Statewide Remedial Education Design: Highlighting statewide reforms, this paper takes a look at Colorado and West Virginia, both of which received $1 million grants from Complete College America and the Bill and Melinda Gates Foundation, and Tennessee, where the Tennessee Board of Regents launched its statewide redesign of developmental math education in 2006. In Colorado, a developmental education taskforce has implemented reforms that include open entry/exit math labs; accelerated, compressed, contextualized, mainstreaming clusters; online hybrids; and modularization and diagnostic assessments. The most promising delivery models will be implemented at the state's 13 community colleges by 2014. West Virginia, too, is in the midst of an evaluation process using the same best practices as Colorado, but its plan is to include the use of learning communities as well.
Nevada Seniors Lose One Exit Test, 11th Graders Pick Up Five
Nevada legislation just enacted does away with the state's exit exam, the high school proficiency assessment. However, A.B. 288 also requires 11th graders, beginning with the 2014-15 school year, to take a college- and career-readiness assessment and pass four end-of-course assessments.
Future Teachers' Training Includes Child Psychology
Connecticut legislation enacted earlier this month will help ensure teachers are competent in addressing social or emotional development and learning of children. H.B. 6292 requires teacher preparation candidates to complete training in children's social and emotional development. The training must include instruction on (1) a comprehensive, coordinated social and emotional assessment, and early intervention for children displaying behaviors associated with social or emotional problems; (2) the availability of treatment services for such children; and (3) referring such children for assessment, intervention, or treatment.
High School Graduates Hold the Line
Despite increased rigor introduced over the past four years, New York graduation rates remained stable, according to a release from the Education Department. State Education Commissioner John B. King said hard work on the part of educators, parents, and students proved opponents of higher standards wrong. State Board of Regents Chancellor Merryl H. Tisch noted more needs to be done to get the state’s students college- and career-ready.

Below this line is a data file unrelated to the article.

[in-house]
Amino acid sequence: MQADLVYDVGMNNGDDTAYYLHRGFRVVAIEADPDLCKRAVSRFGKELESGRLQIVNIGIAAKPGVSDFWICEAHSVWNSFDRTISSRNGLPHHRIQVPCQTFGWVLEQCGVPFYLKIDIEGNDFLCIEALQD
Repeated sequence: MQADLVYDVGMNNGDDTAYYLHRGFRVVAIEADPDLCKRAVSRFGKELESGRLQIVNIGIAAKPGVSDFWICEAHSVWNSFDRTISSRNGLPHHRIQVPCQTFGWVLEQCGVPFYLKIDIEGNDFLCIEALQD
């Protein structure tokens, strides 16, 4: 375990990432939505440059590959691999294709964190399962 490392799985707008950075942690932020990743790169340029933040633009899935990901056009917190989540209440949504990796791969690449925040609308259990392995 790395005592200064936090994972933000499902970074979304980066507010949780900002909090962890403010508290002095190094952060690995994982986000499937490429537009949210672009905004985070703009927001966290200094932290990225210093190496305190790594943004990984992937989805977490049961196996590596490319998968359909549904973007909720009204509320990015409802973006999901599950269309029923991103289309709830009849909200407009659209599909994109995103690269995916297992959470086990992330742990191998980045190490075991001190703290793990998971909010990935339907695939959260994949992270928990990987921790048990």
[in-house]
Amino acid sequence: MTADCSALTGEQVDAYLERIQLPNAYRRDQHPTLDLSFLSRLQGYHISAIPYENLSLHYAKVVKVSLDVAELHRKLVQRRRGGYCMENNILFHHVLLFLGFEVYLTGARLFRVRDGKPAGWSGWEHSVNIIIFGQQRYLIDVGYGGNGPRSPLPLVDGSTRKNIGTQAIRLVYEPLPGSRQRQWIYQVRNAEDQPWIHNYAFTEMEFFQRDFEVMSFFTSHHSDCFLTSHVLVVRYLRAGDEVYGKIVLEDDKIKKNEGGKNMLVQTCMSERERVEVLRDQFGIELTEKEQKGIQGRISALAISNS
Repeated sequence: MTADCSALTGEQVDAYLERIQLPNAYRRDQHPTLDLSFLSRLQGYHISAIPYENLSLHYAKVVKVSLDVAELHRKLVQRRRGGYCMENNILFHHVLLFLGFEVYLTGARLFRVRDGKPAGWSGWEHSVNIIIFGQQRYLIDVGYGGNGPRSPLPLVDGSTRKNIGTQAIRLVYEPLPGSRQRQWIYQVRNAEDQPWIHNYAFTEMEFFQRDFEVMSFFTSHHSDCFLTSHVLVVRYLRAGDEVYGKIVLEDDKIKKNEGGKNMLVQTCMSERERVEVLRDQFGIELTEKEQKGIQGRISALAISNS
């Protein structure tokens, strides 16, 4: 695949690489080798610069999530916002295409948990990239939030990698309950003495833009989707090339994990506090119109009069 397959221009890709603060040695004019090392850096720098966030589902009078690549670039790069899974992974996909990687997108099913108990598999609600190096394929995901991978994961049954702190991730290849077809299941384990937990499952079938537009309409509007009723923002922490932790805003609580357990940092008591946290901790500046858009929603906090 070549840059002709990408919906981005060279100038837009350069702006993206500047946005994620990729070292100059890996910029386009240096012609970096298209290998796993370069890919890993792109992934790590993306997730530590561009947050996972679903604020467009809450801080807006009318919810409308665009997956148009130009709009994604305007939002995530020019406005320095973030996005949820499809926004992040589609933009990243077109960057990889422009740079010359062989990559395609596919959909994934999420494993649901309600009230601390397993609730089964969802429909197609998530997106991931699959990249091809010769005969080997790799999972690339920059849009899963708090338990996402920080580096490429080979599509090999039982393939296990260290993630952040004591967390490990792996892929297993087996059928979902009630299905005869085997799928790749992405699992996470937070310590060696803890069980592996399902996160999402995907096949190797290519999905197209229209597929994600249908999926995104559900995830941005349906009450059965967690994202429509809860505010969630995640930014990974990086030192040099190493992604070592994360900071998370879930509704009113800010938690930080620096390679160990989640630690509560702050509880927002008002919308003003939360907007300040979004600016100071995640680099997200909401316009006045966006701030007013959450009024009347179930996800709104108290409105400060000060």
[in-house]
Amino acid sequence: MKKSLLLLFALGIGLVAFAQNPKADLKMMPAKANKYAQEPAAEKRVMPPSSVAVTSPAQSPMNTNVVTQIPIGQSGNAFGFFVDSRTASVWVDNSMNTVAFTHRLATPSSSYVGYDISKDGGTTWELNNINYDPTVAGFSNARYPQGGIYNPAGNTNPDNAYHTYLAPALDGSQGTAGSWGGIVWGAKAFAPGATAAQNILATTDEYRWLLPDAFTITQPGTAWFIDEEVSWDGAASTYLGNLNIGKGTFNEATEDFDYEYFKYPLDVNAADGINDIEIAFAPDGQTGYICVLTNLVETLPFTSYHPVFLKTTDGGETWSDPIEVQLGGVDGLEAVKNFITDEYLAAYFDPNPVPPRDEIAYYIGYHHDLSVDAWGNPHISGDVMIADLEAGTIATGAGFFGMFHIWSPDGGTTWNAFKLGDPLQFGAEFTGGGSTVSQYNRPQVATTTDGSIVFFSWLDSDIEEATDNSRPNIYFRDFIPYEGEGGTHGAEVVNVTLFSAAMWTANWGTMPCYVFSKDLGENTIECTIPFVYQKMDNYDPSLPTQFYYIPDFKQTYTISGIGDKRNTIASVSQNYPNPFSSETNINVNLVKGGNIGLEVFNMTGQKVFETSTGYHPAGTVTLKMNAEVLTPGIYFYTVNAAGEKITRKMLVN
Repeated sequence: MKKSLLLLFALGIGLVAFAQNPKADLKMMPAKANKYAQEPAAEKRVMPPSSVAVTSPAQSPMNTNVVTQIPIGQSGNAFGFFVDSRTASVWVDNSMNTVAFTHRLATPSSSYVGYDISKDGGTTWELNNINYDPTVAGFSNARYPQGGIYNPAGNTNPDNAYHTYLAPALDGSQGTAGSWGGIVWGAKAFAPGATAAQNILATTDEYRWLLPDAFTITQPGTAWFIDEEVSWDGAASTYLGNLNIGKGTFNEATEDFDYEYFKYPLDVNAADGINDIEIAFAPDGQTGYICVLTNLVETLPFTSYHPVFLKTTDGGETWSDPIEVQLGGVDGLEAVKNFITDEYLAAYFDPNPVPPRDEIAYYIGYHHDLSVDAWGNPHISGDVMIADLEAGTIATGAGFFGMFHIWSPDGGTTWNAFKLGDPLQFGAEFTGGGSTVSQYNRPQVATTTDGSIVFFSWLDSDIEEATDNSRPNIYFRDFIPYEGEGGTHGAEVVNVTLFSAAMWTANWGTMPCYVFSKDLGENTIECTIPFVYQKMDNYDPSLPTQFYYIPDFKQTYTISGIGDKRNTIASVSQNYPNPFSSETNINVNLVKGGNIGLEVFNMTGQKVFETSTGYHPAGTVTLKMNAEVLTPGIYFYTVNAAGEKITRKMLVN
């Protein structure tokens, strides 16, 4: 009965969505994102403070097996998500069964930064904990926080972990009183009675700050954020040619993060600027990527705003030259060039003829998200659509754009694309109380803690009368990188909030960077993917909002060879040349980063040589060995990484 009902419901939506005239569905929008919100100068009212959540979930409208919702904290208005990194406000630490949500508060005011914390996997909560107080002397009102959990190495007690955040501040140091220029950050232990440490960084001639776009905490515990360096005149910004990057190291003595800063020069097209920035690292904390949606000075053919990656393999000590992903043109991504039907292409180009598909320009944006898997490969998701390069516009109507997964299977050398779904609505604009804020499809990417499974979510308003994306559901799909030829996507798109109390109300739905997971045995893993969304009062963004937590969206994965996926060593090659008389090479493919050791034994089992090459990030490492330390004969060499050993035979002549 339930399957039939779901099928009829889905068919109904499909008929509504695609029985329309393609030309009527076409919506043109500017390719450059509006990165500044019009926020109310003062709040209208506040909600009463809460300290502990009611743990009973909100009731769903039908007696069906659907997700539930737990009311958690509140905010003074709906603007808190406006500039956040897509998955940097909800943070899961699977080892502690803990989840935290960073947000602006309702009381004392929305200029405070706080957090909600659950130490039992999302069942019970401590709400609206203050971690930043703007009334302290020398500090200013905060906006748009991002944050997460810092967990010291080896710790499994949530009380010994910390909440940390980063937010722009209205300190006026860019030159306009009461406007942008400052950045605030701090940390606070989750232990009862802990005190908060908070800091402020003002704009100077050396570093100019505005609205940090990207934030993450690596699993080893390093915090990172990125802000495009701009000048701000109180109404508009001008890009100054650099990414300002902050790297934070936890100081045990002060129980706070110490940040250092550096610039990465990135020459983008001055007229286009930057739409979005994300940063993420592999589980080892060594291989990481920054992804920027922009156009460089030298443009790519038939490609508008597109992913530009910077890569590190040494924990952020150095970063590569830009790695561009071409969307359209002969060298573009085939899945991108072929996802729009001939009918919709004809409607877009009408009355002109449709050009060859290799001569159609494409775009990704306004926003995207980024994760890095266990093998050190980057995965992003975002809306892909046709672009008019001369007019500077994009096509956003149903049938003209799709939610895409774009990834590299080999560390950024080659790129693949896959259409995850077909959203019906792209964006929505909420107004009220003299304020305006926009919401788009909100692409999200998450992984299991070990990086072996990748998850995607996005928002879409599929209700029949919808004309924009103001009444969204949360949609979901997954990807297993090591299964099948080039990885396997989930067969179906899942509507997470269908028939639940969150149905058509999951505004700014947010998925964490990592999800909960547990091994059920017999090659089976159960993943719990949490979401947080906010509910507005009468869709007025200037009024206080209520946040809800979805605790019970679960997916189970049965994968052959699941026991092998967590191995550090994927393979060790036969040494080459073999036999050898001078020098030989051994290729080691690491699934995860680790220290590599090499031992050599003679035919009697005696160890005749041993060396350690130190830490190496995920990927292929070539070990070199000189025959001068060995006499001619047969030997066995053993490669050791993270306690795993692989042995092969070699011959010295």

A briefing for U.S. Secretary of Education Arne Duncan reveals that 40 states detected potential cheating during the past two school years, and 33 confirmed at least one instance of cheating. Thirty-two states reported canceling, invalidating, or nullifying test scores from individual students, schools, or districts because of suspected or confirmed instances of cheating by school officials. Also, 22 states reported they had all leading practices for security training in place, but four had none. (GAO)
State Policies to Strengthen Leadership in P-3
To better prepare and support elementary school principals, state leaders should redefine what principals should know and do through improved standards and licensure requirements, according to a recent report. Also, they should develop more stringent state accreditation criteria for principal preparation programs and embed early childhood education in those programs. Existing principals need professional development opportunities on promoting quality P-3 instruction. (National Governors Association)
Nevada Superintendent of Public Instruction
Here is a copy of the job posting for the Nevada Superintendent of Public Instruction. Applications for this opening will be accepted until 5 p.m. Friday, July 5, 2013.